This semester I got the opportunity to attend the Association of Fundraising Professionals Conference in San Francisco. This was my first time attending the AFP conference and I had a great experience and gained skills from attending the panels, workshops, and listening to the guest speakers.

The first day of the conference there was a networking session for first timers. At first, I was a bit nervous, but I remembered the tips Laurie Diamant gave us in the “How to Work the Room” session in the Capacity Building course. I got to exchange my business cards with multiple people and had a great time getting to know them. I then made my way to the Native American table, because I noticed that there was only two individuals sitting there. As I made my way to the table, I noticed that other Humanics scholars headed to the table as well. Yenedit, Michael, Samantha, and I were able to share what we have learned through Humanics. As a senior Humanics scholar, I was happy to see my fellow scholars sharing their stories, experiences, and knowledge at the conference.

Humanics Scholars, Navmit Dhesi and Trent Ebaugh, were on the “Young Fundraisers Make a Difference & Why You Need to Engage Them Now!” panel and shared their experiences with Humanic and the philanthropy they engaged in when they were in high school. Navmit and Trent were joined by a Humanics Alum, Correen Campos, the Executive Director of Focus Forward. Navmit got to share on her work with Catholic Charities and Camp Kesem. They were joined by other young professionals who shared their experiences and tools on how to engage young professionals. . It was a great panel and I noticed that people were astonished by how great the Humanics Program at Fresno State is. Being the largest AFP collegiate chapter in the world is amazing. Navmit, Trent, and Correen shared great tools and strategies on how to teach fundraising and philanthropy to young people and how to engage them.

Humanics Scholars gathered for a group photo after Navmit, Trent, and Correen’s Panel.

The next session I attended was “Accepting Gifts from Pablo Escobar…and Other Ethical Dilemmas Faced by Fundraisers and NGOs.” This session was held by Robbe Healey and Paul Strawhecker who are both AFP Master Trainers and ACFRE.  Robbe spoke on if it would be ethical for a CBO receive a gift from Pablo Escobar. Most people in the room stated that I would not be ethical, especially of the CBO mission was to eradicate drugs in low-income areas.  Robbe posed a question, “Do you all believe in second chances?” She stated that there is a difference between ethical and moral. She stated that she would give Pablo Escobar a opportunity to redeem himself and if she were the Executive Director she would take the gift. Robbe and Paul shared the AFP Code of Ethics, which we learn in Humanics.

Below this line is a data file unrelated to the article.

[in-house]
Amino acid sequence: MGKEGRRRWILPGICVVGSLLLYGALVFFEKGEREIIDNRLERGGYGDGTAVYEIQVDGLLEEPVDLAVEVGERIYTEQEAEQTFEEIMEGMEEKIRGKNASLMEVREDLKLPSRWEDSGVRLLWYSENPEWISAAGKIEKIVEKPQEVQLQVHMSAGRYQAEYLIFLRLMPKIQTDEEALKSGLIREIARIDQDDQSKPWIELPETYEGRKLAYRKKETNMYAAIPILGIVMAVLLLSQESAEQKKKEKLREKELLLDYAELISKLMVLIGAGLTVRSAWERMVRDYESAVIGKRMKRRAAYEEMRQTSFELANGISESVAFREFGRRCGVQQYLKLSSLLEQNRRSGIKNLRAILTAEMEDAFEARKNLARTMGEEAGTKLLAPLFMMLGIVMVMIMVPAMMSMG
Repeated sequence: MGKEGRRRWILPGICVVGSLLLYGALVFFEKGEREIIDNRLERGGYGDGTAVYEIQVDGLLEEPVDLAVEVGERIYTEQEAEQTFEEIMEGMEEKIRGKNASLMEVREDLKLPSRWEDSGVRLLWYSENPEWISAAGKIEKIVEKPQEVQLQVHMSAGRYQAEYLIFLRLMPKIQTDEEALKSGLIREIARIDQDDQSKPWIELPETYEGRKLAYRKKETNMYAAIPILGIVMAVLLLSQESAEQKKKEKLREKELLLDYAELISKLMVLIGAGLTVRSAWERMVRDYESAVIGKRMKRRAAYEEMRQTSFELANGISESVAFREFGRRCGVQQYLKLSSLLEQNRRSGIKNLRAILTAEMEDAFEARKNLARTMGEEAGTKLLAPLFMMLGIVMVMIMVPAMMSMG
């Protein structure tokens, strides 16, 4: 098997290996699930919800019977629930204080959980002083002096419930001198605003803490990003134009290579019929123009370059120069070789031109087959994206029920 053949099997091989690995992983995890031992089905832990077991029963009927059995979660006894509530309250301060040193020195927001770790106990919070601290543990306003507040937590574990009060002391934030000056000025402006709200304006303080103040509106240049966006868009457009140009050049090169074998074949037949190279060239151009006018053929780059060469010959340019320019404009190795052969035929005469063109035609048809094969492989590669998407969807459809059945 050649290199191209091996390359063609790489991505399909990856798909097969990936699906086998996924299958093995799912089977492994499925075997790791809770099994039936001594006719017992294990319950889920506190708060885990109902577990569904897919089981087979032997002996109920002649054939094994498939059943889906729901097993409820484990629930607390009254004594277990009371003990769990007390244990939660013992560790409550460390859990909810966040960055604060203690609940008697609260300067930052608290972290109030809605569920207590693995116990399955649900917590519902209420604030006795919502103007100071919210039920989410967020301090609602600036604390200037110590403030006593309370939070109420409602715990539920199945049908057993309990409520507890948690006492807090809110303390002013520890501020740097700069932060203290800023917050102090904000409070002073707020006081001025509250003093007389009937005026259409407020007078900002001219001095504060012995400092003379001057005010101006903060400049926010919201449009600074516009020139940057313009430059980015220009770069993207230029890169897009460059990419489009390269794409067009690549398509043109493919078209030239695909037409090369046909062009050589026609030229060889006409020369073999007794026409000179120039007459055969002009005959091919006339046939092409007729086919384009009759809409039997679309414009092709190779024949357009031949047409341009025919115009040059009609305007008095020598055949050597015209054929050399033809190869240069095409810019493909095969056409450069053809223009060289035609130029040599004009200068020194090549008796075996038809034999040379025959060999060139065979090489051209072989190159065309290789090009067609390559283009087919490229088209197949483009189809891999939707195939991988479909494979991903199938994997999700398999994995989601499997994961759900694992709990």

On Sunday we got to hear Shiza Shahid speak on The Malala Fund and Now Ventures. I was so amazed by her public speaking skills and her work. Seeing a woman of color succeed motivates me to continue furthering my education and engaging with my community. When Shiza mentioned that she had to make a choice to attend Stanford or stay in Pakistan, I can’t imagine how hard it must have been to travel to the other side of the world. When Malala was shot, Shiza decided to stop what she was doing and headed to Malala’s side to help her tell her story, so no one else experiences what Malala went through.  I was so inspired by Shiza and her work and glad that I got to take a picture with her. Thanks Cristel!

 I got the opportunity to be on a panel with Dr. Don Simmons called “Considerations for “360 Degree Leadership.” I’ve had the privilege of having some great mentors, who have dedicated their time and resources to help me academically and I’ve also had mentors who have helped me grow as a person and one of them is Dr. Matthew Jendian.  I want to focus on another mentor I’ve had, Millie Medina.  For one of our Humanics SOC 186S course, each Humanics scholar is matched with a Humanics Alumni who has similar interests. As my emphasis is education, specifically pedagogy and inequality in our education system,  I was matched with Millie Medina. Millie is a Latinx woman and the current Interim Project Director of Cal-SOAP. The reason why this mentorship is important to me is because is representation matters.

If representation didn’t matter, do you think Cleve Joves would be where he is, if Harvey Milk hadn’t been his mentor? Millie is a Latinx women who is only a few years older than me. Millie’s emphasis is education. She helped me with my resume and CV. She helped me look for graduate programs. She told me about her experiences as a Latinx women in academia and in the social sector. Having this mentorship helped me believe in myself and brought to reality my dream of getting my PHD in Sociology.  Understanding the intersectionality of our identities and how they interact with society is important. I am glad Humanics paired me with Millie!

“REPRESENTATION MATTERS.”

 

Overall, I had a great time at the AFP Conference. I learned new skills and was able to share what I’ve learned in Humanics with others. Also, I was able to learn and expand my friendships with the Humanics scholar who attended. Thank you to all who contributed to the Humanics program! Your support is greatly appreciated!